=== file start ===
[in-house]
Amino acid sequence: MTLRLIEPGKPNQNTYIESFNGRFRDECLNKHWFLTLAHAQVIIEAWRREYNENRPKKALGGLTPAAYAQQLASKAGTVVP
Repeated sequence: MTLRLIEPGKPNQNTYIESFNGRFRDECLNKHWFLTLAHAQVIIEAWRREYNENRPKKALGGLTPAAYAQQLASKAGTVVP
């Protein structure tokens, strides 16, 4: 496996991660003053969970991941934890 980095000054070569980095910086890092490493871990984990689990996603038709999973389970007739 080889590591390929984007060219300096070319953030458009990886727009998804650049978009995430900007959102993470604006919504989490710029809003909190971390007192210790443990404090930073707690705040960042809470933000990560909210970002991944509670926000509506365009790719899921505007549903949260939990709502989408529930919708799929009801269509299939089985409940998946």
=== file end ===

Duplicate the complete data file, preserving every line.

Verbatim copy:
[in-house]
Amino acid sequence: MTLRLIEPGKPNQNTYIESFNGRFRDECLNKHWFLTLAHAQVIIEAWRREYNENRPKKALGGLTPAAYAQQLASKAGTVVP
Repeated sequence: MTLRLIEPGKPNQNTYIESFNGRFRDECLNKHWFLTLAHAQVIIEAWRREYNENRPKKALGGLTPAAYAQQLASKAGTVVP
């Protein structure tokens, strides 16, 4: 496996991660003053969970991941934890 980095000054070569980095910086890092490493871990984990689990996603038709999973389970007739 080889590591390929984007060219300096070319953030458009990886727009998804650049978009995430900007959102993470604006919504989490710029809003909190971390007192210790443990404090930073707690705040960042809470933000990560909210970002991944509670926000509506365009790719899921505007549903949260939990709502989408529930919708799929009801269509299939089985409940998946």